The periodontium consists of different types of tissue, which behave differently in cases of severe periodontitis. The gums, for example, grow very fast to close the wounds, while the root cementum, the collagen fiber bundles and the alveolar bone take more time to heal. Guided Tissue Regeneration ensures that these structures can recover faster, and thus it also re-establishes a firm hold of the teeth in the bone. As bone health influences gum health it additionally stops the recession of the gums. The basic requirements for this procedure to succeed are optimal oral hygiene and regular visits to the dental hygienist.

How does it work?
Under local anesthesia, the root surface is surgically exposed and thoroughly cleaned. After that, the bone defects are filled with artificial bone and a barrier between the gums and the root surface is created using a special membrane. This creates a pocket that the periodontium can use for regeneration. Since we use a resorbable membrane its removal with a second surgery is not necessary. Special gels applied to the root surface can also stimulate tissue regeneration. When we operate in the aesthetical region a gum transplant (connective tissue graft) may also be used to improve and re-establish the gum anatomy.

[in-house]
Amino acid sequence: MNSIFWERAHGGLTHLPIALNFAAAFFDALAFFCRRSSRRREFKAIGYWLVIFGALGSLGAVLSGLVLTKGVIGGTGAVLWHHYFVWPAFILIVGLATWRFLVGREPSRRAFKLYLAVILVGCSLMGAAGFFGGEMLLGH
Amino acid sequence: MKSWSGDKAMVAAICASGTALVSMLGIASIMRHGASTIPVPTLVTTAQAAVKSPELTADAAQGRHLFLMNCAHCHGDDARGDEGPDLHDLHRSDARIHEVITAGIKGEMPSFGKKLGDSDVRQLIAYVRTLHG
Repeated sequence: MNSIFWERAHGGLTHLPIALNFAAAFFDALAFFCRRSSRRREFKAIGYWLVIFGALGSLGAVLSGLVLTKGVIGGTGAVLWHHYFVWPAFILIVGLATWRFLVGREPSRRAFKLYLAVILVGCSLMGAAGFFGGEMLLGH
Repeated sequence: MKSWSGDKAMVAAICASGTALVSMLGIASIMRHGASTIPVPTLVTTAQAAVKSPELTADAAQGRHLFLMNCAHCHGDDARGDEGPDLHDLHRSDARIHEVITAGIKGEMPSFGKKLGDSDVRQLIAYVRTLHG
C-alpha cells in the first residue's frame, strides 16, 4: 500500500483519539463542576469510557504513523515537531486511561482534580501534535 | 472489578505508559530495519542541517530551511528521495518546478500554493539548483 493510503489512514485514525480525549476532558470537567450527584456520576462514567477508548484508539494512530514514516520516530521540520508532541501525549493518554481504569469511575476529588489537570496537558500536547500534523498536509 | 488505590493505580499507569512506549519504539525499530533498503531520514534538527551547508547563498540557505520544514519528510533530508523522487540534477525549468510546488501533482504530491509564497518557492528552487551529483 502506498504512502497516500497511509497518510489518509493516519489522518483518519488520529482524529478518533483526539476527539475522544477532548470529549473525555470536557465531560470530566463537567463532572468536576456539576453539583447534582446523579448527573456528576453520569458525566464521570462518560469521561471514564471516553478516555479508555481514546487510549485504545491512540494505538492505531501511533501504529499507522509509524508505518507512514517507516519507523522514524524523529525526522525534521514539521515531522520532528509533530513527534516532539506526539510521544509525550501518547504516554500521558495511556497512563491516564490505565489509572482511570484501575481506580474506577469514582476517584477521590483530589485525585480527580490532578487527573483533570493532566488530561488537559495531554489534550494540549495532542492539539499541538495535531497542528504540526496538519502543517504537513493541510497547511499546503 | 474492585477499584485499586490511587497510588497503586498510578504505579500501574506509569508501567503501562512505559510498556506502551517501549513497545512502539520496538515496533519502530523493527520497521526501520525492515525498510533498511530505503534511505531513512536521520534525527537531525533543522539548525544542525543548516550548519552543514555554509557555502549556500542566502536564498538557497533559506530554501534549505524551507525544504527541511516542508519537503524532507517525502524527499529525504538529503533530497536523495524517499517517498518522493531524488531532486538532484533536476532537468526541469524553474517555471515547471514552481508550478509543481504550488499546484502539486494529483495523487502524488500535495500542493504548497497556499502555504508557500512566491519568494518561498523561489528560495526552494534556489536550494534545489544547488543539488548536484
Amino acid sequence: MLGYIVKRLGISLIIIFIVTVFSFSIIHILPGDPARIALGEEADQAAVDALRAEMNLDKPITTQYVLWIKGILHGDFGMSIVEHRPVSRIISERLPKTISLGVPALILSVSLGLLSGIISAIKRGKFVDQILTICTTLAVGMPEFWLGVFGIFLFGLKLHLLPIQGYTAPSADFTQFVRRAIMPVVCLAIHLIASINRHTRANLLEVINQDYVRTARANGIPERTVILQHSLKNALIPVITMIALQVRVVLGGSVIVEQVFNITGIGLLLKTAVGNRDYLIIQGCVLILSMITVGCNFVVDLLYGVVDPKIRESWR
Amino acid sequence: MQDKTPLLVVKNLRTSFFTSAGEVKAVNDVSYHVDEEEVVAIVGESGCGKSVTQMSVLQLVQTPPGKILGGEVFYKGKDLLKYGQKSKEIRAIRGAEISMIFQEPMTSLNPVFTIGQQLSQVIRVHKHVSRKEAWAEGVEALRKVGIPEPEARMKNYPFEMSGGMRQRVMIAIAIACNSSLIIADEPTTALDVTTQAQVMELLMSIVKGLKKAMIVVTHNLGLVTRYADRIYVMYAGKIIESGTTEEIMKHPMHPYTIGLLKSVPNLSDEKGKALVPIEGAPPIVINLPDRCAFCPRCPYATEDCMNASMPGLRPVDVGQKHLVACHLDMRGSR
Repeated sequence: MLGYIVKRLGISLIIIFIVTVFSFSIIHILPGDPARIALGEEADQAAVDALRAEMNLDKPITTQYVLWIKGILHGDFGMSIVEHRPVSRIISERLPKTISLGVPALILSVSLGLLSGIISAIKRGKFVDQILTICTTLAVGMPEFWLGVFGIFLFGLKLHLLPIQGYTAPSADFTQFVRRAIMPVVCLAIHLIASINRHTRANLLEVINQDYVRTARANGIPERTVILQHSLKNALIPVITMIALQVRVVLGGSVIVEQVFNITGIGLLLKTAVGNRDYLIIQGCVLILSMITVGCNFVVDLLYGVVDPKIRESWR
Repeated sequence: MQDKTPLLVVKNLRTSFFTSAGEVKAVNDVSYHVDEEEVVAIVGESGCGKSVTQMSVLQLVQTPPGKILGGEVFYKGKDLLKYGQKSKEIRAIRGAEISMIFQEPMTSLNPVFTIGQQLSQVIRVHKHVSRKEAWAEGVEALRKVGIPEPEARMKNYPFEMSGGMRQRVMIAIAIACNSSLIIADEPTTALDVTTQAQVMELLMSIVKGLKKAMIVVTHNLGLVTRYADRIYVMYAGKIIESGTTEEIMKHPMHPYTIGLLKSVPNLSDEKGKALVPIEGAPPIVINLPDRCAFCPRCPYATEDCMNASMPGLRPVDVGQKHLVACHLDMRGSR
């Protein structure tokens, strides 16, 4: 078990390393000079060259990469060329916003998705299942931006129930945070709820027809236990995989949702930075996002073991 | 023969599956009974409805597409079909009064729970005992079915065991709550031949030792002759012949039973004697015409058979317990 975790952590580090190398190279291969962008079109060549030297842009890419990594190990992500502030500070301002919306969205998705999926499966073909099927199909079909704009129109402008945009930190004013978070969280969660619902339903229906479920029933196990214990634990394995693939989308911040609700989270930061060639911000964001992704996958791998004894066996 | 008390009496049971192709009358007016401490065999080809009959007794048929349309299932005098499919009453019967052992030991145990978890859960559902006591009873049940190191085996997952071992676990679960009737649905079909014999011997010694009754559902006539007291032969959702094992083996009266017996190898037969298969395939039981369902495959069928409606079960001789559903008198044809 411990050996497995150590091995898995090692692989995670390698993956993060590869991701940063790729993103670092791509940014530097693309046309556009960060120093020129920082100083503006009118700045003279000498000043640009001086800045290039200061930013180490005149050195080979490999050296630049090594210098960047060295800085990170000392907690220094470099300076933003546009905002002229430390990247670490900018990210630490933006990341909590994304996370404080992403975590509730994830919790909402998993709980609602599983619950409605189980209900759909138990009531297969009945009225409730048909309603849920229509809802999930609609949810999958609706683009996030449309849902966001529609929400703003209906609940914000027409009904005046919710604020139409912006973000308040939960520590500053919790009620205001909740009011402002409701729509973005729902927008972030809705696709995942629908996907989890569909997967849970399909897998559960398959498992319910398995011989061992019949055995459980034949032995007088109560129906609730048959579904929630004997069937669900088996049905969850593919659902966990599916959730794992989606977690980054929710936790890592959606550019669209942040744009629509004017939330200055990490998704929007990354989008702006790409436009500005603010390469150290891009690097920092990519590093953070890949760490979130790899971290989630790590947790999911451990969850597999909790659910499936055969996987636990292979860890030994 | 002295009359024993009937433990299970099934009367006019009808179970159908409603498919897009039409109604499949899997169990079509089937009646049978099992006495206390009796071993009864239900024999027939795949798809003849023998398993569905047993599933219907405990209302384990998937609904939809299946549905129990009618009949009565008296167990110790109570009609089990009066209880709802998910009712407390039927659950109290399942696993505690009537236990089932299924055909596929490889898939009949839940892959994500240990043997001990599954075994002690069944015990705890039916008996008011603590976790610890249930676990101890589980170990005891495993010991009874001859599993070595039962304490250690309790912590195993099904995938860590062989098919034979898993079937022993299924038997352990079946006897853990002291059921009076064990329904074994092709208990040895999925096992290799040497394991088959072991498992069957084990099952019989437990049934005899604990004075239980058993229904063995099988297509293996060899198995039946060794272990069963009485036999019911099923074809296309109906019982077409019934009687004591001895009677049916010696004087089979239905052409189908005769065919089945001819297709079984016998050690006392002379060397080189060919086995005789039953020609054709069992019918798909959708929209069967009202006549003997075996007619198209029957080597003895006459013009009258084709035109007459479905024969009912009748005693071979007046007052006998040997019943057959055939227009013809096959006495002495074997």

Success, risks and costs

GTR is not a major surgery, but it has to be performed thoroughly and precisly. It should therefore be entrusted to an experienced periodontist or dental surgeon. The risk of complications such as infection or an opening of the gums above the membrane is low. The success rates of the GTR are high (above 90%), and if the defect is deep and narrow rather than flat and wide the membrane remains covered by the gums and infection is unlikely.